A new study of forklift users by Calor found some 38% of those surveyed said they were coming under increasing pressure to reduce carbon from their forklift fleets. That pressure will now likely rise following a landmark legal ruling over the death of a nine-year-old asthmatic London girl who is the first person in the UK, and possibly the world, to have "air pollution" listed on her death certificate as the cause of death. Such a ruling will undoubtedly galvanise insurance companies to pressure warehouse operators of diesel trucks who are already under a legal obligation to make the warehouse a safe place.
Engine makers have made significant strides
Although 54% of those surveyed recognised that carbon reduction was a very important consideration when choosing how their forklift fleet should be fuelled, they have to juggle with other operational and commercial priorities. Above carbon concerns were cost (65%), fuel efficiency (64%), machinery downtime (63%), security of supply (59%) and level of customer service from the fuel provider (57%) when it comes to fuel selection. Surprisingly, only 51% of respondents rated cleanliness as a very important issue and only 8% of those surveyed in the retail, leisure and catering industries have said that their business had been very effective in lowering its carbon emissions over the last 12 months.
The Calor report shows that there are wide regional and industry differences over fuel choice which reflect tougher technological barriers to carbon reduction. In manufacturing and utilities, for example, they felt restrained over dumping diesel because of the energy required for their processes, the limitation of electric and battery technology and the grid's current inability to satisfy demand fully at peak times.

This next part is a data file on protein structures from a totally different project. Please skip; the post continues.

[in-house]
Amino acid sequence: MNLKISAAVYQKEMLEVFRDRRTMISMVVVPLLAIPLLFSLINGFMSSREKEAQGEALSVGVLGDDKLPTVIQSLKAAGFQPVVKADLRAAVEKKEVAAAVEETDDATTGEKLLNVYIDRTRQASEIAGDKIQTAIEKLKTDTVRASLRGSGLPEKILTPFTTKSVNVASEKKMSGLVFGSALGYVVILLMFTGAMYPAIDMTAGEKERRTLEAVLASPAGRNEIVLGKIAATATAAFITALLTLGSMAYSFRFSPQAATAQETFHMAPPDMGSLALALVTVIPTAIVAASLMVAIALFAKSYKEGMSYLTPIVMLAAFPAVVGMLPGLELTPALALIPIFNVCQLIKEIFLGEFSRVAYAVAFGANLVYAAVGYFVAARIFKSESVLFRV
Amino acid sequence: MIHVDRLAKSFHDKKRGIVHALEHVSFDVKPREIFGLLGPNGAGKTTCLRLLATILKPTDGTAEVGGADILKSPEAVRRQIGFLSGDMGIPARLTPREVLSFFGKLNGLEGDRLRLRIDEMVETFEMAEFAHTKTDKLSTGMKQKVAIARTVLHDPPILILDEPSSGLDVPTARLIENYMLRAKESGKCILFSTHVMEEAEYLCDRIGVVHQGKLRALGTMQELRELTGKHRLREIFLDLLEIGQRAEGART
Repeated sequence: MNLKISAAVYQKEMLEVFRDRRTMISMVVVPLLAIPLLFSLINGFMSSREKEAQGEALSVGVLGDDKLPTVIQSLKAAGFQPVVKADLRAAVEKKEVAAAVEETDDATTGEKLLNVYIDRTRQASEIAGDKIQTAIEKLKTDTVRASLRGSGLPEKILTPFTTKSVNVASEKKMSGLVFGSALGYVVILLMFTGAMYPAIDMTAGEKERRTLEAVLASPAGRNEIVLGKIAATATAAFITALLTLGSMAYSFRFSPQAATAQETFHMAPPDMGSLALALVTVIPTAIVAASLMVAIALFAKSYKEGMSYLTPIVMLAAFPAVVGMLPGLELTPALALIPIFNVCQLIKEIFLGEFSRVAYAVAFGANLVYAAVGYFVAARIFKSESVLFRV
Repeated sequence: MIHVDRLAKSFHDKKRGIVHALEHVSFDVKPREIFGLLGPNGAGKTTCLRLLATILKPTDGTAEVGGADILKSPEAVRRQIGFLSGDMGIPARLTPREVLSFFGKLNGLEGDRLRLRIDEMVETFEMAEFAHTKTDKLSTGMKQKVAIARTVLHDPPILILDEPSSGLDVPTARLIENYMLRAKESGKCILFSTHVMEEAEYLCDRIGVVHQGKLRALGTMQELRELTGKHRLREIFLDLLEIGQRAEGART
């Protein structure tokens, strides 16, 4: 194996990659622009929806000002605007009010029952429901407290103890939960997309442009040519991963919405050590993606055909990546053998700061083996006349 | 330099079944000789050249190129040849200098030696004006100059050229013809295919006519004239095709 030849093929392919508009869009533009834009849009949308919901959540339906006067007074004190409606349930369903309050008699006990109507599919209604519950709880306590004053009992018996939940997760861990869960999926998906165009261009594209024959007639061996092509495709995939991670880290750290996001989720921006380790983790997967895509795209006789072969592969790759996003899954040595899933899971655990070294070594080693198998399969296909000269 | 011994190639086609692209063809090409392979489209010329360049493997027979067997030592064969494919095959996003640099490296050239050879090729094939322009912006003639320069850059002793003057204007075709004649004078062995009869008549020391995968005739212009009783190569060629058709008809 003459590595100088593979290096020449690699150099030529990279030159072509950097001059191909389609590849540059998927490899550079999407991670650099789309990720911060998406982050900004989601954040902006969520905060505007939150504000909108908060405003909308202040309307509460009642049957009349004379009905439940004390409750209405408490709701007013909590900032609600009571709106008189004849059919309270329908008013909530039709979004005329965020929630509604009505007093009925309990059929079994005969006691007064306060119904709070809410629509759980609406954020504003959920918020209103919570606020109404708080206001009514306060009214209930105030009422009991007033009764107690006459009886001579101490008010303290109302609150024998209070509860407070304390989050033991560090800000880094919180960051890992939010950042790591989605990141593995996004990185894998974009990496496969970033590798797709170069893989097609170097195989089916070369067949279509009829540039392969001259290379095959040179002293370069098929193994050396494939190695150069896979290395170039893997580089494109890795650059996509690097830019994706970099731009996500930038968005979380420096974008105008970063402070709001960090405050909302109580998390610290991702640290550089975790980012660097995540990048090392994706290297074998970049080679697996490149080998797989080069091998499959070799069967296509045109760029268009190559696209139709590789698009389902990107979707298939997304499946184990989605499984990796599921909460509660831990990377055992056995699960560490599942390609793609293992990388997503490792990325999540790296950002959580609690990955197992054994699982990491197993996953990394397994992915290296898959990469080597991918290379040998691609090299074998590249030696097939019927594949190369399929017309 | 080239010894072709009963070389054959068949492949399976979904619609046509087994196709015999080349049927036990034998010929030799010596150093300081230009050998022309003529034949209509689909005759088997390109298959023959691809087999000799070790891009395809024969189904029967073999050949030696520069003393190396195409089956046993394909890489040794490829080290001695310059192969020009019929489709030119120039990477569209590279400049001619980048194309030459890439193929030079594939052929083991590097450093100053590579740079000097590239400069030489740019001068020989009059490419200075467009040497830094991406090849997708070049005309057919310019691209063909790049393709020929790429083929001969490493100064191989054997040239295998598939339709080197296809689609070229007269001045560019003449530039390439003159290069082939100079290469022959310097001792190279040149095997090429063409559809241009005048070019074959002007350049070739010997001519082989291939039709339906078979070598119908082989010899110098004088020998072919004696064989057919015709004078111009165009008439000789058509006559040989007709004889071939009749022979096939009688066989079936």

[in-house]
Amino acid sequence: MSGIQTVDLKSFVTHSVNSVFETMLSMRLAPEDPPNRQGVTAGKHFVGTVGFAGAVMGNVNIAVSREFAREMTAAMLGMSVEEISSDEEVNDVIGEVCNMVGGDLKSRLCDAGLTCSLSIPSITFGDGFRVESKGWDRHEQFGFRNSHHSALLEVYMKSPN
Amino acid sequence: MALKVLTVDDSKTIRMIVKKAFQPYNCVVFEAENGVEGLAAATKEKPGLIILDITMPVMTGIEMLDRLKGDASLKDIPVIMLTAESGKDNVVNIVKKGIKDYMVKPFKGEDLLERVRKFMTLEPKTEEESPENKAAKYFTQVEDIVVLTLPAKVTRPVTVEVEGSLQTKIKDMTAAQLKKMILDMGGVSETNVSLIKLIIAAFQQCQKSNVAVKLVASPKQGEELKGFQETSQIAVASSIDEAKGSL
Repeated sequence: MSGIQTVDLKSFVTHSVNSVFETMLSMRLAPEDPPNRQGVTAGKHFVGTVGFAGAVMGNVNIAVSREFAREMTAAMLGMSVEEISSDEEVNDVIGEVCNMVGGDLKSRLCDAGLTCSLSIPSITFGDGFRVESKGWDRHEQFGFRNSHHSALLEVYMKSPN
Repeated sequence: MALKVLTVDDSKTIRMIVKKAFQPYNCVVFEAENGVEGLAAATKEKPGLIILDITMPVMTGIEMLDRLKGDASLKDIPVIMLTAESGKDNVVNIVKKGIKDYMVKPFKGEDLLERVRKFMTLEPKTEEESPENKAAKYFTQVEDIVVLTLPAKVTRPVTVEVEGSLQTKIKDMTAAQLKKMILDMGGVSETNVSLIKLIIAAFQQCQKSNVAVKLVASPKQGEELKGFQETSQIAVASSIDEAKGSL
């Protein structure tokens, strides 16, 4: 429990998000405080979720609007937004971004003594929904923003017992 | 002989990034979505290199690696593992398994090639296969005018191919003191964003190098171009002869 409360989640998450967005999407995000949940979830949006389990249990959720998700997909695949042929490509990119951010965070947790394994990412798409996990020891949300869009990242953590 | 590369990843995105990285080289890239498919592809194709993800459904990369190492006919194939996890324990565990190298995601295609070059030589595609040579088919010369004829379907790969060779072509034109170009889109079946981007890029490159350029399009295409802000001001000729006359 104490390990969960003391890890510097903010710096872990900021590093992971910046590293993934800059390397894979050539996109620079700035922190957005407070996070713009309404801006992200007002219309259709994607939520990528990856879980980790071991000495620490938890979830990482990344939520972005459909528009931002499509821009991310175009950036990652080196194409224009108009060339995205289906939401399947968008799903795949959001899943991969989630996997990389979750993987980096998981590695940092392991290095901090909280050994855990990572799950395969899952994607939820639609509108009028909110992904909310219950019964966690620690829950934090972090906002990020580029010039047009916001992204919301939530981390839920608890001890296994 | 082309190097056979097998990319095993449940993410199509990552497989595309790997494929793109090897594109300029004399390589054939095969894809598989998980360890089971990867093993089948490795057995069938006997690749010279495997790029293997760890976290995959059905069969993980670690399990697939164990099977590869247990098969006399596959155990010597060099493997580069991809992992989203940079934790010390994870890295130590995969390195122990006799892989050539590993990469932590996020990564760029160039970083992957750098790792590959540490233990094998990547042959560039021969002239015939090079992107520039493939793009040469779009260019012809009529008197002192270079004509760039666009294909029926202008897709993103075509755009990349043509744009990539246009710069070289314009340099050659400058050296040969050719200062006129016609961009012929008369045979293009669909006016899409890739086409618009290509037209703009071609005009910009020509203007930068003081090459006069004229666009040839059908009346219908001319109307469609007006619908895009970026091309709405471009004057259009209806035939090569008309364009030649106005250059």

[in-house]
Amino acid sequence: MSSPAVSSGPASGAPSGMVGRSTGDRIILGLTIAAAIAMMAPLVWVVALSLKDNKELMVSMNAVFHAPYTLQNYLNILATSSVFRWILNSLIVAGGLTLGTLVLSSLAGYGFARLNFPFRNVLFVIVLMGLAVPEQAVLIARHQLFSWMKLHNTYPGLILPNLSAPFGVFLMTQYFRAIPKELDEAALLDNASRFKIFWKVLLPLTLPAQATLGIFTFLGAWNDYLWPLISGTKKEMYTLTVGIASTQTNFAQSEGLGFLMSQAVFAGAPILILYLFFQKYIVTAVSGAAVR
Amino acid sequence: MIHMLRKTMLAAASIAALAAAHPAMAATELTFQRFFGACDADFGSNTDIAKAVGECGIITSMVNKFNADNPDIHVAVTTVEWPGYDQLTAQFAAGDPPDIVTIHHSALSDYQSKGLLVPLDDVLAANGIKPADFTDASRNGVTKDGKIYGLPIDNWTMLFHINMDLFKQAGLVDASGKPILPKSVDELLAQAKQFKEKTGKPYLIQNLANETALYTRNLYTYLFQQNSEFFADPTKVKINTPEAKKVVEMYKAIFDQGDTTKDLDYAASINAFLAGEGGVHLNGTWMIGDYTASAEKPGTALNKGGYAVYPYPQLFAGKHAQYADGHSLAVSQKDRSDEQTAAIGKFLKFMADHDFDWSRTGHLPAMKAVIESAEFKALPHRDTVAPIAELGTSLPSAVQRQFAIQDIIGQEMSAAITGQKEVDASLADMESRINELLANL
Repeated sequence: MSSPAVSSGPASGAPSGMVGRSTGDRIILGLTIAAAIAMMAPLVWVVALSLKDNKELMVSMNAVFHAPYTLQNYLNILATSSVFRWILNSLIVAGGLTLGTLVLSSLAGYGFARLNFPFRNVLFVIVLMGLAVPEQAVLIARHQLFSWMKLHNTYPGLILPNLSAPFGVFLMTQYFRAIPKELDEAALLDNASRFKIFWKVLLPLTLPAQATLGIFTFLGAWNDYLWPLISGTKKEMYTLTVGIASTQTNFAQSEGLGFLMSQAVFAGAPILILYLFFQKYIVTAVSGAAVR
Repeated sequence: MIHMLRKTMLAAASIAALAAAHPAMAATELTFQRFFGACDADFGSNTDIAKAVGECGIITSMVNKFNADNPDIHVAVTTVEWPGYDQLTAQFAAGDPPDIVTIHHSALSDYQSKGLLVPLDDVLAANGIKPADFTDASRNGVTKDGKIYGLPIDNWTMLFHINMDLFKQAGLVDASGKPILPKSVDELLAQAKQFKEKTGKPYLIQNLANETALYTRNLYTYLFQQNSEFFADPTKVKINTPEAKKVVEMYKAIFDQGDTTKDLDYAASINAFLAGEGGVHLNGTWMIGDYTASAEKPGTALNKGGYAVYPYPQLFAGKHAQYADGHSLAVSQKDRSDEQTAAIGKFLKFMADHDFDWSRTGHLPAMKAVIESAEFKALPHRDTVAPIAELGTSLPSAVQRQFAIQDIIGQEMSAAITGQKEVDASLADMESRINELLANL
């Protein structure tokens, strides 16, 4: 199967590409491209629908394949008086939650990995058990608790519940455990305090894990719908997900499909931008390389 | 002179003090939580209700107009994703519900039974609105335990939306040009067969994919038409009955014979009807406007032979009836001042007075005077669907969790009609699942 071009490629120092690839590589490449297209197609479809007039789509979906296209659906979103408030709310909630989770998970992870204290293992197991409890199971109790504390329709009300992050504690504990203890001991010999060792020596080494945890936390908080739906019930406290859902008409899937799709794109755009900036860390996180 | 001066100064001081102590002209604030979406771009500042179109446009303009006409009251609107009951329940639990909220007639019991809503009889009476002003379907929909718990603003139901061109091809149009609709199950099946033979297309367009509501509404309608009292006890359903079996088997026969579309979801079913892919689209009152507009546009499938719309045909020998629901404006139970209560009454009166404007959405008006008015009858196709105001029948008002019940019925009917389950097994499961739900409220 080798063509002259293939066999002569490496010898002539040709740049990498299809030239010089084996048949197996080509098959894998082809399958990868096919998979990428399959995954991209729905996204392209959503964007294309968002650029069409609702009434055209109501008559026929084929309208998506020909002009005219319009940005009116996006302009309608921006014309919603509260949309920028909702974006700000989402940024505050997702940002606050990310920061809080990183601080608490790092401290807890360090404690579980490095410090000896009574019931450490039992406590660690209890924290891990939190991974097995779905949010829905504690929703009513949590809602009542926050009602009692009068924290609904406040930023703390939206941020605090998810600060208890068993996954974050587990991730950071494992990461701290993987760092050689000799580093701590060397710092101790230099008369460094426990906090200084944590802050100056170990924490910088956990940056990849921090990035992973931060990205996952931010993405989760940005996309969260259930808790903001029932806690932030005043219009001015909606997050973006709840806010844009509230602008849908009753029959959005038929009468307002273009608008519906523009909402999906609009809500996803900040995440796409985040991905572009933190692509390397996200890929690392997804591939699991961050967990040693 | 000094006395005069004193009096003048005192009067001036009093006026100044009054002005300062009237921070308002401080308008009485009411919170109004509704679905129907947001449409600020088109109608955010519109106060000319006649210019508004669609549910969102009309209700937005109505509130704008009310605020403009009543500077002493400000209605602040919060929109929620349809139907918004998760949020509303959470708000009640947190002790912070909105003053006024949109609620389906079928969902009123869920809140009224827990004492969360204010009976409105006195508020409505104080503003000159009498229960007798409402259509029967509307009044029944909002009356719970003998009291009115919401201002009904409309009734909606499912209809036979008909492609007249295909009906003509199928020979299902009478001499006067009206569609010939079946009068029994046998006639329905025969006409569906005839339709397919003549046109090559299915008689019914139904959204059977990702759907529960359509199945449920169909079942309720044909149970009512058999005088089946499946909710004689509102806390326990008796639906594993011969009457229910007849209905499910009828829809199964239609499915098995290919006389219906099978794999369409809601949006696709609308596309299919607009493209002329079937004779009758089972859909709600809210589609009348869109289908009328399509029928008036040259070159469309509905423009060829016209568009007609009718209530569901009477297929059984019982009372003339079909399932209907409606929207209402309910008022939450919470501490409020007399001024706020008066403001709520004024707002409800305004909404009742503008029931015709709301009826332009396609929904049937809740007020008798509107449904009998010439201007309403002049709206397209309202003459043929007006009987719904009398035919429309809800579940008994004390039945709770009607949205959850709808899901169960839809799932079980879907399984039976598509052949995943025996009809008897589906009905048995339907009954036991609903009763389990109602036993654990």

Companies in manufacturing, utilities, retailing, catering and leisure need vehicles with enough torque to lift and shift heavier products which dissuades them from using electric trucks which they claim underperform in such circumstances. Users of outdoor fleets also find that electrics are not suitable for their needs as the damp conditions can cause issues with wiring circuitry and electrical components. Another dissuader is the view of 62% of respondents that they don't have enough charging points for their electric forklift fleets, which have to be recharged daily and left to cool for hours before use.
The great strides in electric chargers and batteries, however, have diminished these concerns, with claims by manufacturers of electric forklifts, particularly those powered by lithium-ion and iron-phosphate batteries, that recharging times are no longer a challenge and that they can equal the performance punch of diesel and LPG and perform well in outdoor conditions.
There are, of course, other forklift fuels, like LPG, which, though cleaner than diesel (no benzene), are still not squeaky clean at point of use, but they have made a big improvement to lowering carbon emissions by offering a bio LPG fuel that cuts 20-32% of carbon compared with conventional LPG.
Encouragingly, some 94% of respondents agree that more can be done to cut carbon emissions and this is one area where government help can make a big difference. Government financial incentives can change end-user behaviour.